Issued: 27th July 2021 10:31

Low pressure overhead bringing increasingly widespread thundery showers

In contrast to the high pressure which brought the hot, dry, sunny weather that characterised much of last week, today we have a low pressure system on top of the British Isles. This is currently bringing plenty of cloud over much of England and Wales. There have even been some scattered thunderstorms first thing, especially over the south, including a localised one over parts of the East Midlands during the early hours of this morning. Skies are generally clearer over Scotland and the far north of England.

Low pressure over the UK today

The cloudier skies will push further north as the day progresses, but the cloud will tend to break up, allowing some sunny intervals through. Showers will break out widely, some of these heavy and thundery, particularly in south-west England around midday, and also in central and eastern Scotland, north-east England and through the Midlands, East Anglia and Lincolnshire later in the day. Maximum temperatures will be highest in eastern England, reaching 22 to 24C in many areas and reaching 20 or 21C over much of eastern Scotland. In the west of Britain, highs of 18 to 20C will be more typical.

A storm forecast has been issued for today:
Storm forecast for today

Showers will generally fade during the evening and overnight, but some scattered heavy thundery showers could persist into the evening. An area of persistent rain will move into central and northern Scotland overnight. Overnight temperatures will typically fall to 8 to 10C in Northern Ireland, 10 to 12C in most other parts of western Britain, but holding up at 12 to 14C in many parts of eastern England. A strengthening westerly wind is expected over England and Wales.

Wednesday and Thursday

Low pressure will continue to dominate, and it will become increasingly windy as the low pressure deepens and moves slowly away north-eastwards. Wednesday will be a dull wet day over western and central Scotland to the north of the Scottish Lowlands, with temperatures only reaching 11 to 13C in many places. Elsewhere, it will be windy and showery with a fair amount of cloud but some brighter spells, particularly in the east. Some heavy and thundery showers are expected to develop in central and eastern parts of England. Temperatures will reach 20 to 22C in the East of England but will be held back at 16 to 18C in most western areas.

Wednesday's weather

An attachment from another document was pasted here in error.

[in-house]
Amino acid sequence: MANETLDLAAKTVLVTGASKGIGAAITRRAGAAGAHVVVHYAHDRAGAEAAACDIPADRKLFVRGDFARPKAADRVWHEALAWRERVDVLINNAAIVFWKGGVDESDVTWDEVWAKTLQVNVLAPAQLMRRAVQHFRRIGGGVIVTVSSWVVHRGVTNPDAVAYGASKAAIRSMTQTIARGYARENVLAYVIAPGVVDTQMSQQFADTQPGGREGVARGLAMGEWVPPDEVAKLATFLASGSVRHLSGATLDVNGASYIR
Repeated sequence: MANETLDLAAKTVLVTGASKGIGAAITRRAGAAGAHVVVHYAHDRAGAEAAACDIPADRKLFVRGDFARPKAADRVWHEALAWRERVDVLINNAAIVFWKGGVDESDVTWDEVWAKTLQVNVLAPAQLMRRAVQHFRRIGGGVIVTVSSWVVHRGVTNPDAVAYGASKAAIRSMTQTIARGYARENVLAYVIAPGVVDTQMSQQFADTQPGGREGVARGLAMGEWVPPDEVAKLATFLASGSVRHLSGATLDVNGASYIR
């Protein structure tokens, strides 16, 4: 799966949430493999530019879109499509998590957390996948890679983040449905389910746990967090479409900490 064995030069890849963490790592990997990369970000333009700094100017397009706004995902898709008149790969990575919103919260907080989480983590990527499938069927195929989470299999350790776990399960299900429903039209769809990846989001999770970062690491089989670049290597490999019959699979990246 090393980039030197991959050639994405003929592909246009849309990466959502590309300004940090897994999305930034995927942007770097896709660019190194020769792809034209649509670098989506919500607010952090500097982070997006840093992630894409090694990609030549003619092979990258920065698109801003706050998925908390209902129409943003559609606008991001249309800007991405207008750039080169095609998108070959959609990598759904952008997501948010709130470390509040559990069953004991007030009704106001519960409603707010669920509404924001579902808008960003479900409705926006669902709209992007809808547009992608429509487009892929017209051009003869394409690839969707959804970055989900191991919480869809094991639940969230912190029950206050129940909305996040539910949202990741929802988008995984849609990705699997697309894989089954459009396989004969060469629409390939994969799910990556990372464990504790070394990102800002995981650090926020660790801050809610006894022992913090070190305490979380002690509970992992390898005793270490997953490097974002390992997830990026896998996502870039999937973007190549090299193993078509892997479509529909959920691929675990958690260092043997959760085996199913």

It will remain windy on Thursday, especially in England and Wales, with plenty of cloud and some rain or showers, particularly in western areas. The cloud and wind will probably result in fewer showers developing in central and eastern England. However, in eastern Scotland and the far north-east of England, where winds will be lighter, some heavy thundery showers could develop. Temperatures will be highest in the east and south of England and eastern Scotland, where highs of 20 to 22C will be quite widespread. Still, elsewhere it will be on the cool side with highs of just 11 to 13C again in parts of western Scotland and 13 to 15C in some other western parts, especially north Wales.

Friday and the weekend

As the low pressure moves out into Scandinavia, we will pull in a cool north to north-westerly airflow over the British Isles. With a more stable air mass and higher pressure starting to build from the west, we can expect less showers, and some places will stay largely dry, but there will continue to be plenty of cloud for most of the country. Sheltered southern parts of England and Wales and parts of the west, especially western Scotland and Northern Ireland, will have clearer skies and sunny periods. Temperatures will tend to be highest in southern England, with highs of around 20 to 22C in many places, but it will be cooler further north, particularly in northern and eastern Scotland and north-east England.

Further afield

The Greenland ice sheet melt season has been quite modest so far by recent standards, but the cool north to north-westerly regime that is forecast to develop will be associated with high pressure developing over Greenland. With a relatively warm air mass covering Greenland combined with the high pressure, there may be a substantial ice melt event in the region this week.

Tags: UK Weather  

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